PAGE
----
Adm. B.R. Inman, USN (Ret.); Vice Chairman, President’s Foreign Intelligence Board; former Director of the National Security Agency; former Deputy Director of Central Intelligence.
James A. Johnson, Chairman and CEO, Federal National Mortgage Association; former Executive Assistant to Vice President Mondale.
James R. Jones, Chairman and CEO, American Stock Exchange; former Congressman (D?OK); former assistant to President Johnson.
Winston Lord, Chairman, Carnegie National Commission on America and the New World; former Ambassador to the People’s Republic of China.
Jessica T. Mathews, Vice President, World Resources Institute; columnist for The Washington Post; former Director of the Office of Global Issues, National Security Council.
Donald F. McHenry, University Research Professor of Diplomacy and International Relations, Georgetown University; former U.S. Ambassador to the United Nations.
Paul H. O’Neill, Chairman and CEO, ALCOA; former Deputy Director of the Office of Management and Budget.
Rudolph G. Penner, Director of Economic Studies in the Policy Economics Group, KPNG Peat Marwick; former Director of the Congressional Budget Office.
Peter G. Peterson, Chairman, The Blackstone Group; Chairman, Institute for International Economics; Chairman, Council on Foreign Relations, Inc.; former Secretary of Commerce.
Elliot I. Richardson, Senior Resident Partner, Milbank, Tweed, Hadley & McCloy; former Secretary of Commerce; former Secretary of Health, Education and Welfare; former Secretary of Defense; former Attorney General of the United States.
Anthony M. Solomon, Chairman, Economics Focus, Institute for East?West Security Studies; former Assistant Secretary of State for Economic Affairs; former Under Secretary of the Treasury for Monetary Affairs; former President and CEO, Federal Reserve Bank of New York.
Theodore C. Sorensen, Senior Partner, Paul, Weiss, Rifkind, Wharton & Garrison; former Special Counsel to President Kennedy.
Joan E. Spero, Executive Vice President, Corporate Affairs and Communications, American Express Company; former Ambassador to the United Nations Economic and Social Council.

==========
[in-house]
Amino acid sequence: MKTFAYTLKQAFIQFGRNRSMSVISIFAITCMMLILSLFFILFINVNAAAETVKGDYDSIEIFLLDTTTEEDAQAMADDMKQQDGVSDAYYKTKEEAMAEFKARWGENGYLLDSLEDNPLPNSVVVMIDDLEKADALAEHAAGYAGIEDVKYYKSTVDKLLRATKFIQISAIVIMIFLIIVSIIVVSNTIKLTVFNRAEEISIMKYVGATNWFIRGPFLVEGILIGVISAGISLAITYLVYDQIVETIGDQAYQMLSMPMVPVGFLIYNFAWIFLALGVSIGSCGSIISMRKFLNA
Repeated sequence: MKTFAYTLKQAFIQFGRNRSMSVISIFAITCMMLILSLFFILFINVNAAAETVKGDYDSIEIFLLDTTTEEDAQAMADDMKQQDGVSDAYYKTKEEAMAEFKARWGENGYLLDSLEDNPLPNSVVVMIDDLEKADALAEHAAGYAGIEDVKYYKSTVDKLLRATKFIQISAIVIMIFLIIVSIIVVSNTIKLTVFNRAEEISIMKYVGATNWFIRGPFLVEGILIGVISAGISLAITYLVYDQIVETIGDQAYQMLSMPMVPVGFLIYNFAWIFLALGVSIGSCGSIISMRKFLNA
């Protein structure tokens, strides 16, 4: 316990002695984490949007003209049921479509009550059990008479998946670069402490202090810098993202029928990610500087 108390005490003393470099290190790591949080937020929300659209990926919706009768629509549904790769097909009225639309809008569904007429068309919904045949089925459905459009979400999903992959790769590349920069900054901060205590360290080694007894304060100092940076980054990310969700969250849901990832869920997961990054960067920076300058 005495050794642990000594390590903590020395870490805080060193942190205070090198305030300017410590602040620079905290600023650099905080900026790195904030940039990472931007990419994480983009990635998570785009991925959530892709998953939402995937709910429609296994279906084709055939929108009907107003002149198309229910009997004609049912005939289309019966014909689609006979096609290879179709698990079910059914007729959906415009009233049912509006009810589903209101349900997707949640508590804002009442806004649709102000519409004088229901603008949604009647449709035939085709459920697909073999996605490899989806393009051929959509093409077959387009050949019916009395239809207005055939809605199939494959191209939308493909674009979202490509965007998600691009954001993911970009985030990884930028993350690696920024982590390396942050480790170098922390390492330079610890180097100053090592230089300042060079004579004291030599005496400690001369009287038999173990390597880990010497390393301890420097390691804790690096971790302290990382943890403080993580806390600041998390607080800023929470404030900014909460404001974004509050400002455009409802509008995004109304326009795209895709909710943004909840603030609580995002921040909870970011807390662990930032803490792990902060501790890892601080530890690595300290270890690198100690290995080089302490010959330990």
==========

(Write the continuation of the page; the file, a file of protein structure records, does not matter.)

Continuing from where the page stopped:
Peter Tarnoff, President, Council on Foreign Relations, Inc.; former Executive Secretary, Department of State.
Alan Wm. Wolff, Managing Partner, Dewey Ballantine; former Deputy Special Representative for Trade Negotiations.
Commission Coordinator: Daniel Hamilton, Senior Associate, Carnegie Endowment for International Peace.
Your principle policy challenges will almost never fall within the purview of a single department or agency. From trade to the environment, from drug policy to education, the issues cut across established bureaucratic boundaries. In these circumstances, no matter how strong a cabinet you assemble, White House leadership in formulating strategy and policy is essential for a successful administration.
The objective of this commission has therefore been to identify and recommend to you a system that manages interagency policymaking from the White House but brings the cabinet departments into policy discussions early, one that upgrades the new global and economic agenda to a higher level and combines flexibility with coordination.
The successful launch of your presidency begins during that special period in American political life known as the transition. It must be used wisely; too often the seeds of future problems have been planted during the euphoric weeks between election day and inauguration.
This commission believes you can safely defer presidential appointments to senior positions for four to six weeks, as previous presidents-elect in full transitions between the parties have done. It strongly recommends that you delay all major appointments—including your senior White House policy assistants—until you have made fundamental decisions about priorities and organization. It suggests that you try to announce senior appointments in "clusters" of people who will have to work together closely; for example, all the members of your top economic team might be unveiled at the same time.
"Choosing a team, not a group of individuals," has been a laudable slogan of every recent transition, but it has not always worked according to plan. The people you appoint must agree with and share your basic objectives, rather than try to reshape them. It is equally important that they understand and accept how the job they have been offered fits into your system of governance. They must be loyal not only to you personally, but also to your goals and—something more difficult—to each other.
Feuding and disloyalty among senior political appointees has been a continual and costly problem for recent presidents, and yours will be no more immune than generations of their predecessors. Once chosen they will take on the coloration and biases of their new posts, reducing your maneuverability and the chances for organizational reform—if it has not already been secured. Only if you match your appointments to your purposes and priorities will that group of individuals become a real team.
The White House
Each president’s individual style is the essential determinant of how the White House functions. In any administration the goals are the same: to organize the White House staff in order to lead the entire executive branch, to maintain the initiative with Congress, to reach out to the public for broad support, to formulate programs and priorities and to get decisions implemented.